We all know that raising children can be very expensive. In 2015, MoneySense estimated the average cost of raising a child is approximately $13,366 a year, which adds up to $240,588 over 18 years. That’s a whole lot of money. Yet, with the rising cost of just about everything from diapers to tuition fees, there’s no good reason not to start planning ahead and be prepared for higher university costs in the future.
And Canadians are on to that. More Canadians are trying save up for college than ever before. Whether it has something to do with the increasing cost of tuition, or maybe it’s the stories we hear about students with large debts, parents are planning ahead to save for their child’s academic career.
With various savings options out there, we’ve seen more parents investing in a Registered Education Savings Plan (RESP) to save up for their children’s post-secondary education. What’s more, the amount of money they’re investing is also increasing. According to the 2016 Canada Education Savings Program (CESP) report, 51% (or 3.6 million) children had received the Canada Education Savings Grant since the incentive was introduced in 1998. In 2016 alone, Canadians contributed $4.43 billion into RESPs—a 3% increase from 2015.
RESPs are definitely one of the best investments parents can make for one very good reason: government grants. The federal government actually helps you save more money for college through the Canada Education Savings Grant (CESG). You can take advantage of money from the CESG using your RESPs, which will pay you 20% on annual contributions of up to $2,500. That’s a total of $500 per child per year in grant money to a life-time maximum of $7,200 over 17 years, the length of time you can collect the CESG.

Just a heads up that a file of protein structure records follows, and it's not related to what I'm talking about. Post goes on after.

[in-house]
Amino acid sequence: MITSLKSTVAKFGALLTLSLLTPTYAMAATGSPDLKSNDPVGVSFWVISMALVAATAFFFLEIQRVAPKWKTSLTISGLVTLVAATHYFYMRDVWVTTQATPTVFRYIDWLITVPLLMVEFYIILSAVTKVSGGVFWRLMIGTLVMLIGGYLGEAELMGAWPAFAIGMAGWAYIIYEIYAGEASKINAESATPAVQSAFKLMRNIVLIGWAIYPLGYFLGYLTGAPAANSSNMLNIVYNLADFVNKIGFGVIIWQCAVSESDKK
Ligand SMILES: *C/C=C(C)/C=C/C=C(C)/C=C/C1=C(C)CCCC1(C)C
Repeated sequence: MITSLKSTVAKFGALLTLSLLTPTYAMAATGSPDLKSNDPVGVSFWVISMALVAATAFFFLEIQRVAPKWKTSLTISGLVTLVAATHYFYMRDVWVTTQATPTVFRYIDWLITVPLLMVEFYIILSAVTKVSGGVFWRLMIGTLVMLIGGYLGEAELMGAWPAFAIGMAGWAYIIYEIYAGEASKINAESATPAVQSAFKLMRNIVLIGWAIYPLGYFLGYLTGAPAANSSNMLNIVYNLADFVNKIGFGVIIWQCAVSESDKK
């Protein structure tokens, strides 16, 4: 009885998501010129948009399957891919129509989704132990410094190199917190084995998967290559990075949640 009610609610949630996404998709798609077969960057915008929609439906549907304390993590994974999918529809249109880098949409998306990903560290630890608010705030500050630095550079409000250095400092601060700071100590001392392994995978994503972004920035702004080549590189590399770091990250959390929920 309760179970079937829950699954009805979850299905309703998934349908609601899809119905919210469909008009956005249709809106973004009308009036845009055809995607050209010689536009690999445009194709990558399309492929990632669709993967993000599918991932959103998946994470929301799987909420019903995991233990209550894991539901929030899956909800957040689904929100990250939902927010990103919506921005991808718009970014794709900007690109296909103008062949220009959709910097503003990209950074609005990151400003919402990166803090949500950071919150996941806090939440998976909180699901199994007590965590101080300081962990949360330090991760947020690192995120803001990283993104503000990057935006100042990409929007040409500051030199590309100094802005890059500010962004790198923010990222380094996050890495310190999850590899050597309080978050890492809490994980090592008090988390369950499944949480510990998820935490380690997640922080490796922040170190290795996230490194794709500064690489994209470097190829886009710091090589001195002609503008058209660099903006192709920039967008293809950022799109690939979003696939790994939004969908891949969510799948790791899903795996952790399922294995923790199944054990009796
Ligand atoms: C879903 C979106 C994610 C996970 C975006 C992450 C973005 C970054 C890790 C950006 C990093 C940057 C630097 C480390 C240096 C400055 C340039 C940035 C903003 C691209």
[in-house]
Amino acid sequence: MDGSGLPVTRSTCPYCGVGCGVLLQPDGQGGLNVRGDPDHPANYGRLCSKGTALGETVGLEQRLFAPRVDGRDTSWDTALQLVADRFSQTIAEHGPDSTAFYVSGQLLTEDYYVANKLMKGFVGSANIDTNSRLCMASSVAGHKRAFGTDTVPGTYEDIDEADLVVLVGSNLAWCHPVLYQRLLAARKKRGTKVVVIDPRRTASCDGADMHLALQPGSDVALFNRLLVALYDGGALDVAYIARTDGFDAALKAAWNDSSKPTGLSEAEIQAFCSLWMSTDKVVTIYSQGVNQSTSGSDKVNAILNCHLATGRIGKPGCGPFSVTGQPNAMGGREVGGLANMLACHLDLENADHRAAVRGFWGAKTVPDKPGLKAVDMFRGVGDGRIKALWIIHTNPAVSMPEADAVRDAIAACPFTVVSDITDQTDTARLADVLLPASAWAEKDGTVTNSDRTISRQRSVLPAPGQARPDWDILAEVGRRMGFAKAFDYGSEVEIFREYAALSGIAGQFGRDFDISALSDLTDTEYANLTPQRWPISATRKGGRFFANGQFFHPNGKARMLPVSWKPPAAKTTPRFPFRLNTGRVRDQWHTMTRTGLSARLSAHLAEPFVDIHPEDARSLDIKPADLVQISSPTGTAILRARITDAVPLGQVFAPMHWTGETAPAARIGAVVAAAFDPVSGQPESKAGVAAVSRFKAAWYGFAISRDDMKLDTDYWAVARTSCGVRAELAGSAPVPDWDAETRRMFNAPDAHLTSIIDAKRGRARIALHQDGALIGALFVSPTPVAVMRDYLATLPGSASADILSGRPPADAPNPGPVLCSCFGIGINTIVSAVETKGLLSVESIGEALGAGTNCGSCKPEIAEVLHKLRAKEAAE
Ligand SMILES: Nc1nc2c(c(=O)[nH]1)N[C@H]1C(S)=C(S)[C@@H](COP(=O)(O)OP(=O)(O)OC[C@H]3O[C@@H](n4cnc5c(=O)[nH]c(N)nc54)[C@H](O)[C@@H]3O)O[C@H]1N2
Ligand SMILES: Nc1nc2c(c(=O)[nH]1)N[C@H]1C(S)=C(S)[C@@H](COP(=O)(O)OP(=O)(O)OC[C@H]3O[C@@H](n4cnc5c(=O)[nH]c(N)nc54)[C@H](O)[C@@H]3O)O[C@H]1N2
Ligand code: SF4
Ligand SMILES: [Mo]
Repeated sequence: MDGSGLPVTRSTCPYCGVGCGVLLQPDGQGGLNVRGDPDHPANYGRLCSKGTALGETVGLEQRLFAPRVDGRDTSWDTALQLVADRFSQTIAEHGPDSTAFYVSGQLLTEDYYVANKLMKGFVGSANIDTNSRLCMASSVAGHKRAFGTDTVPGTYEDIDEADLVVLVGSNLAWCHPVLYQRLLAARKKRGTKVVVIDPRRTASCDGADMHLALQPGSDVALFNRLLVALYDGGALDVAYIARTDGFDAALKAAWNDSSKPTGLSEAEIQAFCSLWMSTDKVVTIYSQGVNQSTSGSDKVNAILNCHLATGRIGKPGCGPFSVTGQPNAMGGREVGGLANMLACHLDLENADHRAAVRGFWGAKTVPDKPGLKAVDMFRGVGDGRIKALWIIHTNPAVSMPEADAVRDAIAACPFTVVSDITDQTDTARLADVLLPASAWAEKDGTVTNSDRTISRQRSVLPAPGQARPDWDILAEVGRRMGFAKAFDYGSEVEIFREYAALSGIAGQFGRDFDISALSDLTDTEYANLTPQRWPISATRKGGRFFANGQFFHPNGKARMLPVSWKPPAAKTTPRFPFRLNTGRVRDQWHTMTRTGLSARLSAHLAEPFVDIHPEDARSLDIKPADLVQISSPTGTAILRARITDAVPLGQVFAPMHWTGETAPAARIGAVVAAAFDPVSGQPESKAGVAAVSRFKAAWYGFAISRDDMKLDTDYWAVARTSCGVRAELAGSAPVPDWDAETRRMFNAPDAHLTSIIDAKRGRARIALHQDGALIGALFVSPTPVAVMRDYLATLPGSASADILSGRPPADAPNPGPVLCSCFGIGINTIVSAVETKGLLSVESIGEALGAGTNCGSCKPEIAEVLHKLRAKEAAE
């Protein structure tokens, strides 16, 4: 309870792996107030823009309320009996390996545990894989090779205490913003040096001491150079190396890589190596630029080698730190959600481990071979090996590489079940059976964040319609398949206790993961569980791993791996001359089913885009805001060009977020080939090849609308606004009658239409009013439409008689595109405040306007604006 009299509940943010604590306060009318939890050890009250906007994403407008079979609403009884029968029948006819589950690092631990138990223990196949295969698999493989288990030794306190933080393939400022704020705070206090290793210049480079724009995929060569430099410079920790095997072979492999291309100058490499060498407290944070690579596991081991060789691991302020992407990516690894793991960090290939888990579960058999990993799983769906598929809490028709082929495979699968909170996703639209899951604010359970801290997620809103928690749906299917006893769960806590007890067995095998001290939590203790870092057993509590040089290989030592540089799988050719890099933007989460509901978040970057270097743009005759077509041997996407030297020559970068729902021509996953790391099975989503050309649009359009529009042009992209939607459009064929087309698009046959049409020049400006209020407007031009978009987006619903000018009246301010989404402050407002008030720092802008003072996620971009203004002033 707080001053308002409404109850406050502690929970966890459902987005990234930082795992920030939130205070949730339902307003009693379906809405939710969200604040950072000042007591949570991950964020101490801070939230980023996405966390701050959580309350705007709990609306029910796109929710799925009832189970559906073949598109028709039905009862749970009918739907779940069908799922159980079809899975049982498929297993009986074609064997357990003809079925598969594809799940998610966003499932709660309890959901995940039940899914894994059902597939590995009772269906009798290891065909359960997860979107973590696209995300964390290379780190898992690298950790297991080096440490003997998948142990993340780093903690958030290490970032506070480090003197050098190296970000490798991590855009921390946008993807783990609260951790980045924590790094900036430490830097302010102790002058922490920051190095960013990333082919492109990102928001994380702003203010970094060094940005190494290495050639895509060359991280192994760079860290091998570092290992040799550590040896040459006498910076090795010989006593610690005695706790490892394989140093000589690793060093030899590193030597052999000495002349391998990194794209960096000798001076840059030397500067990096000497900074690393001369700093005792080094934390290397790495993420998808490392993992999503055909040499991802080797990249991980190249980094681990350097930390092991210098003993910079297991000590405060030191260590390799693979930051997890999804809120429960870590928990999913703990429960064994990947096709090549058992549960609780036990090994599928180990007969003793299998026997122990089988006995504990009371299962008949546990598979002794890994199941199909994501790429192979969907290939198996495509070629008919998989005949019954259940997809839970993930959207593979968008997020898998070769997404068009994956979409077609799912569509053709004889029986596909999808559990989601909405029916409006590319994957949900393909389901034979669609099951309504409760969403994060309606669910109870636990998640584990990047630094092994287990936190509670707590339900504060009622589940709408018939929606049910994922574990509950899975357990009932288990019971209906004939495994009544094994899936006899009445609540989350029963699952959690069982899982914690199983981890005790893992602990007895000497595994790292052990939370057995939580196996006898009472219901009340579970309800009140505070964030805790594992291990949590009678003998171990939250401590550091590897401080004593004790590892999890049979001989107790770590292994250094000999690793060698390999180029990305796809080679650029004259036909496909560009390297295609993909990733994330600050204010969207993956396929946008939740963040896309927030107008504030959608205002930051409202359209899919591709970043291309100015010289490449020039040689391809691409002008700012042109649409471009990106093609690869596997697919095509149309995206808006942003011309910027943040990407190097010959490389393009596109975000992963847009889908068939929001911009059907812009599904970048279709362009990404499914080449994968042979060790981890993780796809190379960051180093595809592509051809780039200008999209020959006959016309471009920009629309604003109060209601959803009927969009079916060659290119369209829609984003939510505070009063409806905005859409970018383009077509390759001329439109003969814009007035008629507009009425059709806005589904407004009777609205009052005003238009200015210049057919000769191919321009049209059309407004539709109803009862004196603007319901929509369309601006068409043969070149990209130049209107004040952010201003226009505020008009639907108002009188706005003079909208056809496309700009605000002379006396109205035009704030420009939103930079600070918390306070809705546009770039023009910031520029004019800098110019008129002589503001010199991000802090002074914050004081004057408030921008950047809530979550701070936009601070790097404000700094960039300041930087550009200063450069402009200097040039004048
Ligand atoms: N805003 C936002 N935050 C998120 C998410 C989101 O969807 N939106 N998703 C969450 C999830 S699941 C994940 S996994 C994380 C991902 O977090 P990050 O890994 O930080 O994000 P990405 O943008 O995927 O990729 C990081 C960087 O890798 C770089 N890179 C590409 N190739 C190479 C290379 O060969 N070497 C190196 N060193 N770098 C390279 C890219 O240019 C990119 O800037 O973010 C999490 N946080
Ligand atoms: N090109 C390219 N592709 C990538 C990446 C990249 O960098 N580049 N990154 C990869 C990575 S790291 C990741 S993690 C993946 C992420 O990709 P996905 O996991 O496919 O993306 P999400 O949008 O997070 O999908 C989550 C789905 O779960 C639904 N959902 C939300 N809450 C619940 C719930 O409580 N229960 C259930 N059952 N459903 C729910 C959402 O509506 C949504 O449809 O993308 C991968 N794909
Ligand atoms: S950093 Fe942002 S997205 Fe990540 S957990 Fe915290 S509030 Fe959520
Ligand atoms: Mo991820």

Lower income families who qualify can also receive more money through the Canada Learning Bond (CLB). The CLB provides an additional grant of up to $2,000 per child for their RESP if they’re eligible for it. The money is free because no contributions are required to be made to an RESP to receive it.
Despite the huge benefits of RESPs, not enough families are opening RESPs and applying for this program. Employment and Social Development Canada (ESDC) statistics show that as early as 2008, only 16.6% of eligible families participated in the CLB. But there is some good news, the number of new families taking advantage of the program is steadily on the rise and the Government of Canada recorded that in 2016, 34.7% of eligible children benefited from the CLB.
When it comes to saving money, every little bit counts. If you’re not taking advantage of government incentives to help make your child’s post-secondary education more affordable, you are missing the boat.